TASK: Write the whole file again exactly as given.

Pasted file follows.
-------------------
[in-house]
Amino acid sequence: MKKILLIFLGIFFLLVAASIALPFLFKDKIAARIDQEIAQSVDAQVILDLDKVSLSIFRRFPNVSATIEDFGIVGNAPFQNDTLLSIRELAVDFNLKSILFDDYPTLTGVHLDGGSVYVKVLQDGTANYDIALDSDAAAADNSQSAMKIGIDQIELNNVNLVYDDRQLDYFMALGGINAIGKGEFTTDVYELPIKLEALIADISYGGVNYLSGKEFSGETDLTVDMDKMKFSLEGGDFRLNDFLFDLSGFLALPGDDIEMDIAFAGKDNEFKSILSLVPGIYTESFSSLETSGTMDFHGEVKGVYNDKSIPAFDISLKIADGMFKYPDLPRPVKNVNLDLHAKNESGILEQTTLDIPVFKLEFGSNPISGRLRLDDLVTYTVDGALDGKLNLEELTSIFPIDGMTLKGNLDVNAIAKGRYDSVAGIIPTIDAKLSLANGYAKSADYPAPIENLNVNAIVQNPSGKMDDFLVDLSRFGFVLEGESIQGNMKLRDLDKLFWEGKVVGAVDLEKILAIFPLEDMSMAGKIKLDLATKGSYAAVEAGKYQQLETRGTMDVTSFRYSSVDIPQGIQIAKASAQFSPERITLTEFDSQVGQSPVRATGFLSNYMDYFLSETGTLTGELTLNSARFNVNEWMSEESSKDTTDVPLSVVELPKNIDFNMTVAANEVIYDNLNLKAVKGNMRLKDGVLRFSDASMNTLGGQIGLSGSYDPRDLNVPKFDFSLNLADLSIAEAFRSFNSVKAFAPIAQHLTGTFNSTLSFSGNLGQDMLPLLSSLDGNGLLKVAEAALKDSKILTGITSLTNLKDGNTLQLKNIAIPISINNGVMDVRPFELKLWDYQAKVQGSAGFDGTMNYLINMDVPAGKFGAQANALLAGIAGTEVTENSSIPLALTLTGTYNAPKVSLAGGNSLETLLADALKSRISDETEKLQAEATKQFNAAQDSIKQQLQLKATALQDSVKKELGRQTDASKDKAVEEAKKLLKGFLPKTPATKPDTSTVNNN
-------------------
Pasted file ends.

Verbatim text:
[in-house]
Amino acid sequence: MKKILLIFLGIFFLLVAASIALPFLFKDKIAARIDQEIAQSVDAQVILDLDKVSLSIFRRFPNVSATIEDFGIVGNAPFQNDTLLSIRELAVDFNLKSILFDDYPTLTGVHLDGGSVYVKVLQDGTANYDIALDSDAAAADNSQSAMKIGIDQIELNNVNLVYDDRQLDYFMALGGINAIGKGEFTTDVYELPIKLEALIADISYGGVNYLSGKEFSGETDLTVDMDKMKFSLEGGDFRLNDFLFDLSGFLALPGDDIEMDIAFAGKDNEFKSILSLVPGIYTESFSSLETSGTMDFHGEVKGVYNDKSIPAFDISLKIADGMFKYPDLPRPVKNVNLDLHAKNESGILEQTTLDIPVFKLEFGSNPISGRLRLDDLVTYTVDGALDGKLNLEELTSIFPIDGMTLKGNLDVNAIAKGRYDSVAGIIPTIDAKLSLANGYAKSADYPAPIENLNVNAIVQNPSGKMDDFLVDLSRFGFVLEGESIQGNMKLRDLDKLFWEGKVVGAVDLEKILAIFPLEDMSMAGKIKLDLATKGSYAAVEAGKYQQLETRGTMDVTSFRYSSVDIPQGIQIAKASAQFSPERITLTEFDSQVGQSPVRATGFLSNYMDYFLSETGTLTGELTLNSARFNVNEWMSEESSKDTTDVPLSVVELPKNIDFNMTVAANEVIYDNLNLKAVKGNMRLKDGVLRFSDASMNTLGGQIGLSGSYDPRDLNVPKFDFSLNLADLSIAEAFRSFNSVKAFAPIAQHLTGTFNSTLSFSGNLGQDMLPLLSSLDGNGLLKVAEAALKDSKILTGITSLTNLKDGNTLQLKNIAIPISINNGVMDVRPFELKLWDYQAKVQGSAGFDGTMNYLINMDVPAGKFGAQANALLAGIAGTEVTENSSIPLALTLTGTYNAPKVSLAGGNSLETLLADALKSRISDETEKLQAEATKQFNAAQDSIKQQLQLKATALQDSVKKELGRQTDASKDKAVEEAKKLLKGFLPKTPATKPDTSTVNNN